The Upanishads

Updated: Sep 8, 2018

An artwork response

Above is my depiction of The Upanishads. The image seeks to represent the different states of Reality according to The Upanishads, which ultimately all blend and merge as One. The green at the bottom represent the material world, Prakriti, which includes everything physical we see in our atomic world, but also our awareness and our mind. This is our waking life: the first condition of consciousness. The second condition of consciousness is our dream state; the third is deep sleep, where a “person beholds no desires and beholds no dreams”. This is an extremely powerful state: “the beginning and the end of beings" - inner consciousness. The fourth condition is Atman, the Spirit himself: “neither consciousness nor unconsciousness”; the Spirit is thought to be “beyond thought… union with him is proof of his reality.”

When Atman is reached and that person “Sees great God in all, and all in God”, they has crossed the “bridge”, or the “river of life”, where the shore welcomes supreme consciousness of immortality. “When the small drop of human consciousness becomes one with the ocean of consciousness”, there is no separation. This is the Ultimate Reality,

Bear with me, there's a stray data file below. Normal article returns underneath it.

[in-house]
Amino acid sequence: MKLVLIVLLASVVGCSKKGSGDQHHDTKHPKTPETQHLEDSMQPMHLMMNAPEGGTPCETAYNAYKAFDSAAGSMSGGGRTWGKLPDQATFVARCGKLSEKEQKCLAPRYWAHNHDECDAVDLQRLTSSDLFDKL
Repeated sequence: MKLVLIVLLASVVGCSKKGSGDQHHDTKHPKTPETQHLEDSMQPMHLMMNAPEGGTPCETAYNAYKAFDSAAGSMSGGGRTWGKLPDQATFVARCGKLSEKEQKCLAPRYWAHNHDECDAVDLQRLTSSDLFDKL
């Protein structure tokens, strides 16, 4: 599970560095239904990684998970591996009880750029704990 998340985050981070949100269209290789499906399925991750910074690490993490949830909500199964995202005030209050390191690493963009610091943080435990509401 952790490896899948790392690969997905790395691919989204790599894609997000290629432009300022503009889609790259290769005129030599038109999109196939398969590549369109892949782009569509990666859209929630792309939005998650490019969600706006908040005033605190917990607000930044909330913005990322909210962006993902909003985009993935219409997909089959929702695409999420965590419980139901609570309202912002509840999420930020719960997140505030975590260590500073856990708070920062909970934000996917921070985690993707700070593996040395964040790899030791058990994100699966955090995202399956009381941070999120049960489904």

‘Tat Tvum Asi’ - ‘Thou art That.’

This is intuitively linked with the three sounds of the eternal word OM, ‘a’, ‘u’, ‘m’. A is the waking, U is dreaming, M is deep sleeping consciousness. The forth state, is the full sound ‘OM’, supreme consciousness. ‘It is non-duality and love’.


With most yoga classes being firmly in the first state of consciousness, it is our role as authentic yoga practitioners to give others the opportunity to discover more by introducing them to the spiritual and philosophical teachings of Yoga. In our attention-grabbing world of separation, our minds are consumed with stress, anxiety and sometimes fear; yoga can bring a “calm steadiness in the senses”, “concentration in the mind and peace in ones heart”, where we may be able to glimpse the Ultimate Reality of non-duality and love. “The mind is indeed the source of bondage and also the source of liberation”